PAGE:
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Don’t Just Prove ROI, Strive to Consistently Improve It

How can marketers balance short- and long-term ROI goals?

A little while back I came across a statistic from the Lenskold Group that was downright alarming: 44% of my fellow B2B marketers had “no idea” what a 10% budget increase could do for their companies. In all likelihood, that 44% will soon be facing a different and altogether more unpleasant proposition. “What will happen now that my budget has been decreased by 10%?” After all, you can’t expect your executive team to place value on something you’re unable to quantify.

Being caught in a crisis of credibility is not the unavoidable fate of the modern marketer. There’s a way out of the perception that marketing exists solely to prop up sales or churns out glossy brochures. Make sure that your strategic decisions and your ROI goals are tightly aligned from the very beginning stages of marketing program development.

Measure the right outcomes

There’s an almost infinite number of possible metrics to track—so which should you choose? The first step in aligning your ROI goals to your marketing strategy is to figure out which metrics belong inside the marketing department, and which to take to the C-suite.

Your board isn’t interested in email click-through rates or whitepaper downloads. Instead, CEOs, CFOs, and the board care about growing revenue and profits. You can align your marketing objectives with revenue and profit outcomes by asking yourself some basic questions:

  • How much faster are we growing now versus last quarter? Last year?
  • How much profit was made last quarter versus this quarter?
  • How much revenue and profit can I forecast for the next quarter?
  • Why am I confident in the above answers?

That’s not to say that soft metrics like brand awareness, impressions, organic search rankings, and reach aren’t important. They do matter. But only to the extent that they connect to hard metrics like pipeline, revenue, and profit, and connect to them in a quantifiable, forward-looking fashion. By speaking the same quantitative language as the CEO and CFO, marketers will better communicate marketing’s value and impact to the executive suite.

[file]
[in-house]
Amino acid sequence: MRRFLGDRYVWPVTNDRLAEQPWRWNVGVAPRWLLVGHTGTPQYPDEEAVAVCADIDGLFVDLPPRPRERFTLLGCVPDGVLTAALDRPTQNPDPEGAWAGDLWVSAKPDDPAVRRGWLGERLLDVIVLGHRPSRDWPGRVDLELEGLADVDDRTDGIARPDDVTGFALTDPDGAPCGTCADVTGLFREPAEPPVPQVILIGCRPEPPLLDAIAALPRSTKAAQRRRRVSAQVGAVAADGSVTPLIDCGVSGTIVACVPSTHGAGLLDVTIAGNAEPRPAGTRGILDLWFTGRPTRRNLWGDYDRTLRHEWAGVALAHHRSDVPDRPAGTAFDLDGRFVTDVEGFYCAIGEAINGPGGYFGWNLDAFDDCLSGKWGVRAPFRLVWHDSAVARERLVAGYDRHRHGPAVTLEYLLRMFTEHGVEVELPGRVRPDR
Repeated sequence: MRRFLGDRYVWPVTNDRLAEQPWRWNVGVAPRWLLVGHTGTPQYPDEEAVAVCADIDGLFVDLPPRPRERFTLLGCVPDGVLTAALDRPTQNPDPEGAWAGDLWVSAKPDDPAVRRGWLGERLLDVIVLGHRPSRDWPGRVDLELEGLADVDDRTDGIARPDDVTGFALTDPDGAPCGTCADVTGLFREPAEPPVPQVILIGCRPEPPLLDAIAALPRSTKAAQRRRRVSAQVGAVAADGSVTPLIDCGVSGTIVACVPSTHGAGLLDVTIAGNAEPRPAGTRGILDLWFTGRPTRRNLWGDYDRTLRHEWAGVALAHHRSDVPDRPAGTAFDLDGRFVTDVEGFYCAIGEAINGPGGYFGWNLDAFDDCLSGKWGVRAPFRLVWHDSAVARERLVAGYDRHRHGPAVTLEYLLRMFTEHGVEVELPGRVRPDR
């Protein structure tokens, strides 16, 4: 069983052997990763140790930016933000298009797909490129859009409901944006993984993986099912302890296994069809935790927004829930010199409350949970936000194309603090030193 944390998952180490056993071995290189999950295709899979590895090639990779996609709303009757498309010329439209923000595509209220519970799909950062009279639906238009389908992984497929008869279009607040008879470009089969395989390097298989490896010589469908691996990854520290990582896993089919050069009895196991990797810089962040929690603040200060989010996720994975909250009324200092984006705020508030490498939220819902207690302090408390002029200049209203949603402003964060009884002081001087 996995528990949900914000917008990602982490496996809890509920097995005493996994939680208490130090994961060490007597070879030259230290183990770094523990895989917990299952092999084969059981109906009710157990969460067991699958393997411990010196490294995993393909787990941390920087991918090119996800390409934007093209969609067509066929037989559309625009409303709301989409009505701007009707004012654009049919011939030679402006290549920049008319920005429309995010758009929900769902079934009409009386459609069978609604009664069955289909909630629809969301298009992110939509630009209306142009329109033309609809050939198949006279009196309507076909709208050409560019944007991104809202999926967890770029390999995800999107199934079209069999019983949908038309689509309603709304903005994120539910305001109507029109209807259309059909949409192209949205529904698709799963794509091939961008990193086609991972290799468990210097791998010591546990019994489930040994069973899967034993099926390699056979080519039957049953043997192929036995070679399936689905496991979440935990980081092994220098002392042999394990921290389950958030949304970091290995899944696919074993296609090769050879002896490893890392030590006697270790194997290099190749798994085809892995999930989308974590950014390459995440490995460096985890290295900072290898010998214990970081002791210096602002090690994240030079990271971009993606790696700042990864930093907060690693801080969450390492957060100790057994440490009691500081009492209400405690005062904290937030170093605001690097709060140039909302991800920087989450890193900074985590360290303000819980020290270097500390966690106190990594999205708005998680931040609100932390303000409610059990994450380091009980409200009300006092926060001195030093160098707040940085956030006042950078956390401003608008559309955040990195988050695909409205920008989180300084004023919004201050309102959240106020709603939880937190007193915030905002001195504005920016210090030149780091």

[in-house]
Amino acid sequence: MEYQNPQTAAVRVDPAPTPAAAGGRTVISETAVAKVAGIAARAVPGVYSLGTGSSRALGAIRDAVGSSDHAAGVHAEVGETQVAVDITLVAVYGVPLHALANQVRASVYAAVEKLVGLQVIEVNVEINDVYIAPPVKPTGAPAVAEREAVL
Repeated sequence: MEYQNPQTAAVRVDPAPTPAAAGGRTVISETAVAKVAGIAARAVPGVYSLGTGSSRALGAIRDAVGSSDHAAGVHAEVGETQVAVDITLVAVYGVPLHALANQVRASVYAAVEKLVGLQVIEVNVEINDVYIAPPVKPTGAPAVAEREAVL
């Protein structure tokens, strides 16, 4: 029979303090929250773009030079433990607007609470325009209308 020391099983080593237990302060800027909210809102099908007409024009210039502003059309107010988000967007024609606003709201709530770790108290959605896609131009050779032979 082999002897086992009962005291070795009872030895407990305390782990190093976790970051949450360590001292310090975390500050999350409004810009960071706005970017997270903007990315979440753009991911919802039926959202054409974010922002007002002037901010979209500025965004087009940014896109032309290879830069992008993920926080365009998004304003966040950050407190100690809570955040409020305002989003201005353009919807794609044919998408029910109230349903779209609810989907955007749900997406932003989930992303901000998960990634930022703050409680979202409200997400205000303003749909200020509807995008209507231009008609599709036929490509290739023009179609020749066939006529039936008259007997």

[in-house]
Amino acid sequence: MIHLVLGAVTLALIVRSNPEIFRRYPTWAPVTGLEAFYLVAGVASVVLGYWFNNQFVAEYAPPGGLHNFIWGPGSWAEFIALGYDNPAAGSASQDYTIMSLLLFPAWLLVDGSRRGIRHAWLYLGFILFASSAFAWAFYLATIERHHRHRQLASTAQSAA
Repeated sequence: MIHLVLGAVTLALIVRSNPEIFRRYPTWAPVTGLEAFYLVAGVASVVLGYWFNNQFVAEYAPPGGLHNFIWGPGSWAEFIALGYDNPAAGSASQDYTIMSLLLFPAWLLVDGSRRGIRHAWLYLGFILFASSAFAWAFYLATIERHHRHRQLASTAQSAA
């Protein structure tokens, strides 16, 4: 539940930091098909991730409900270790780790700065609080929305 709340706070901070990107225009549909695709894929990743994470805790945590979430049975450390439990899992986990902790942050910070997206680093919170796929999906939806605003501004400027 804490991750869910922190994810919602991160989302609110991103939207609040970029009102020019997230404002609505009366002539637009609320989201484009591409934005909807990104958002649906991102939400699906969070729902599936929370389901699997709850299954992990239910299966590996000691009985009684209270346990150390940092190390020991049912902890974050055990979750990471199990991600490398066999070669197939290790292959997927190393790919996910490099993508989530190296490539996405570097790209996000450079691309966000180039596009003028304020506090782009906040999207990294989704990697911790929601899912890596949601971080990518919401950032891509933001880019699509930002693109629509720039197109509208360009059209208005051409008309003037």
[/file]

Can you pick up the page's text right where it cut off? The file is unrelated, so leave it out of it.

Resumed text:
It’s also important to distinguish between what can be measured and what should be measured. It’s easy to fall into the trap of measuring what’s easily measured. Measuring things like page views, press release downloads, and search engine rankings create a corrosive focus on soft marketing KPIs instead of hard revenue growth and short-term ROI over long-term marketing accountability. This exercise will inevitably result in the continued perception of marketing as a cost center rather than a revenue-producing asset.

Set the right expectations

How often have you planned a marketing investment with a qualitative rather than quantitative outcome in mind? Often marketers err in favor of the former, when the first logical step in committing any spending is to quantify the expected outcomes. When planning any marketing investment, assign up-front goals, benchmarks, and KPIs for each marketing program. Then, define your objectives and select measurable metrics to support those goals.

Getting into the habit of setting quantifiable expectations will help you identify the key profit drivers that most affect the model—and your profits. You’ll be able to create what-if scenarios to see how changing parameters may vary the results and impact profitability.

And, you’ll be able to establish the targets to use in assessing actual results. So rather than seeing collateral or event attendance as the goal, you’ll look at ROI targets that ladder up to long-term profits and the actual financial health of your organization. These could include targets as simple as:

  • How many incremental sales are generated
  • How much revenue each sale produces
  • The gross margin percentage
  • The total marketing and sales investment

Ultimately, aligning marketing strategy to short- and long-term ROI targets requires a fundamental shift in mind-set. It requires commitment from the highest levels of any organization, discipline, and investment in the right systems and tools. You may even find that it requires a rethinking of marketing incentives and compensation. The journey may not be easy, but the results—in terms of peer respect and impact on profits—will be worth it.


Jon Miller, Marketo

Jon Miller, VP of marketing content and strategy at Marketo, used to think he was going to be an academic. As a Harvard undergrad studying physics, he worked summers at Lawrence Livermore National Laboratory with a Q clearance—the highest level of security clearance at the Nuclear Regulatory Commission. But while at MIT for graduate school, Miller realized he was spending more time working for a degree than actually doing science. He took a year off, became a management consultant, and found himself working at Gemini Consulting, Exchange Partners, and then Epiphany. Marketo—which he cofounded—has a special role in his life. The company was incorporated the same month his son Beckett was born. “I started my most important journeys at the same time. So when I’m not working on Marketo, I’m working on my greatest project: my family.”

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